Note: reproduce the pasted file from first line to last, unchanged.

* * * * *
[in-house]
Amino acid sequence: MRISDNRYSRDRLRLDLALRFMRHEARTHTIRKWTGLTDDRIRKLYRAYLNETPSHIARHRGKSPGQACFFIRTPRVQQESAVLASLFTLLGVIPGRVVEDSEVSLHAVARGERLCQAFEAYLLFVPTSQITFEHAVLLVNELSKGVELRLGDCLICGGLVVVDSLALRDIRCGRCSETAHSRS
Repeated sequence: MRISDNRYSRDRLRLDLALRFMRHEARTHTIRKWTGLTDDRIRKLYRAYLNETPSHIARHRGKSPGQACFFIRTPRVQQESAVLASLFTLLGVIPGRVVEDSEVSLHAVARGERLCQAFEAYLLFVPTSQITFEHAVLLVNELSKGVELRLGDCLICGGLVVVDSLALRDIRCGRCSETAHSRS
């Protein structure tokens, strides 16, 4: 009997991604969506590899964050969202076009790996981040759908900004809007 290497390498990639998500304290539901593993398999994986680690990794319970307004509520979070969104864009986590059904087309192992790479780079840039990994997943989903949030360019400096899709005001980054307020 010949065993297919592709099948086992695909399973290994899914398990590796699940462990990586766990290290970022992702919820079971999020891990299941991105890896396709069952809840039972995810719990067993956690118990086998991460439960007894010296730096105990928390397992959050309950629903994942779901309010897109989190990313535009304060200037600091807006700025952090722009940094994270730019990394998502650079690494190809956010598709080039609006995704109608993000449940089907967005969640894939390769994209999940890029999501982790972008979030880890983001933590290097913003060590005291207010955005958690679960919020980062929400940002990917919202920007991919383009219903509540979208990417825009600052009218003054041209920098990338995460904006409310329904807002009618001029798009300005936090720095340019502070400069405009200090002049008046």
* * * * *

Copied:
[in-house]
Amino acid sequence: MRISDNRYSRDRLRLDLALRFMRHEARTHTIRKWTGLTDDRIRKLYRAYLNETPSHIARHRGKSPGQACFFIRTPRVQQESAVLASLFTLLGVIPGRVVEDSEVSLHAVARGERLCQAFEAYLLFVPTSQITFEHAVLLVNELSKGVELRLGDCLICGGLVVVDSLALRDIRCGRCSETAHSRS
Repeated sequence: MRISDNRYSRDRLRLDLALRFMRHEARTHTIRKWTGLTDDRIRKLYRAYLNETPSHIARHRGKSPGQACFFIRTPRVQQESAVLASLFTLLGVIPGRVVEDSEVSLHAVARGERLCQAFEAYLLFVPTSQITFEHAVLLVNELSKGVELRLGDCLICGGLVVVDSLALRDIRCGRCSETAHSRS
């Protein structure tokens, strides 16, 4: 009997991604969506590899964050969202076009790996981040759908900004809007 290497390498990639998500304290539901593993398999994986680690990794319970307004509520979070969104864009986590059904087309192992790479780079840039990994997943989903949030360019400096899709005001980054307020 010949065993297919592709099948086992695909399973290994899914398990590796699940462990990586766990290290970022992702919820079971999020891990299941991105890896396709069952809840039972995810719990067993956690118990086998991460439960007894010296730096105990928390397992959050309950629903994942779901309010897109989190990313535009304060200037600091807006700025952090722009940094994270730019990394998502650079690494190809956010598709080039609006995704109608993000449940089907967005969640894939390769994209999940890029999501982790972008979030880890983001933590290097913003060590005291207010955005958690679960919020980062929400940002990917919202920007991919383009219903509540979208990417825009600052009218003054041209920098990338995460904006409310329904807002009618001029798009300005936090720095340019502070400069405009200090002049008046």